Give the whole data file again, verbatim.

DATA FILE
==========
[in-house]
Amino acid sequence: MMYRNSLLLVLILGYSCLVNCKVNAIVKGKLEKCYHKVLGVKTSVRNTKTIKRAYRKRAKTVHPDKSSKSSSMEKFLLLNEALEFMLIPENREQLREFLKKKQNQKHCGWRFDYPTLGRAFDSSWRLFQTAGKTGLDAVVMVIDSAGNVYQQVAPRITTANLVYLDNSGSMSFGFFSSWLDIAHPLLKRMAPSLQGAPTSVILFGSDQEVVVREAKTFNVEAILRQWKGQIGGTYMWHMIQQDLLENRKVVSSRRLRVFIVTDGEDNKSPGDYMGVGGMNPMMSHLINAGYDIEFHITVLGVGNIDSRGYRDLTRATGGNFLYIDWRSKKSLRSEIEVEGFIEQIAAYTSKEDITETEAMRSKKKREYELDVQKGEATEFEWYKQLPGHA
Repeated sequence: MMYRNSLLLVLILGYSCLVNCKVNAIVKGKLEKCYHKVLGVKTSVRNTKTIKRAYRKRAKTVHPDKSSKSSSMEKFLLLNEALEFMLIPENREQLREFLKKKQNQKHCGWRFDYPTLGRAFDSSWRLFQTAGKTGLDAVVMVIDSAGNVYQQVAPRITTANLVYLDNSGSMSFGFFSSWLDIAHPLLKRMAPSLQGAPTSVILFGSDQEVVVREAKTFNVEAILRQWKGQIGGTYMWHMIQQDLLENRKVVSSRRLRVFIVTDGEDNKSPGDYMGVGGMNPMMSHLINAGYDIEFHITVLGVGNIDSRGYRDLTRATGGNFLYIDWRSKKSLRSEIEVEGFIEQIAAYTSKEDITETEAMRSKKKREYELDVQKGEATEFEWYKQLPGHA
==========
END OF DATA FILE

[in-house]
Amino acid sequence: MMYRNSLLLVLILGYSCLVNCKVNAIVKGKLEKCYHKVLGVKTSVRNTKTIKRAYRKRAKTVHPDKSSKSSSMEKFLLLNEALEFMLIPENREQLREFLKKKQNQKHCGWRFDYPTLGRAFDSSWRLFQTAGKTGLDAVVMVIDSAGNVYQQVAPRITTANLVYLDNSGSMSFGFFSSWLDIAHPLLKRMAPSLQGAPTSVILFGSDQEVVVREAKTFNVEAILRQWKGQIGGTYMWHMIQQDLLENRKVVSSRRLRVFIVTDGEDNKSPGDYMGVGGMNPMMSHLINAGYDIEFHITVLGVGNIDSRGYRDLTRATGGNFLYIDWRSKKSLRSEIEVEGFIEQIAAYTSKEDITETEAMRSKKKREYELDVQKGEATEFEWYKQLPGHA
Repeated sequence: MMYRNSLLLVLILGYSCLVNCKVNAIVKGKLEKCYHKVLGVKTSVRNTKTIKRAYRKRAKTVHPDKSSKSSSMEKFLLLNEALEFMLIPENREQLREFLKKKQNQKHCGWRFDYPTLGRAFDSSWRLFQTAGKTGLDAVVMVIDSAGNVYQQVAPRITTANLVYLDNSGSMSFGFFSSWLDIAHPLLKRMAPSLQGAPTSVILFGSDQEVVVREAKTFNVEAILRQWKGQIGGTYMWHMIQQDLLENRKVVSSRRLRVFIVTDGEDNKSPGDYMGVGGMNPMMSHLINAGYDIEFHITVLGVGNIDSRGYRDLTRATGGNFLYIDWRSKKSLRSEIEVEGFIEQIAAYTSKEDITETEAMRSKKKREYELDVQKGEATEFEWYKQLPGHA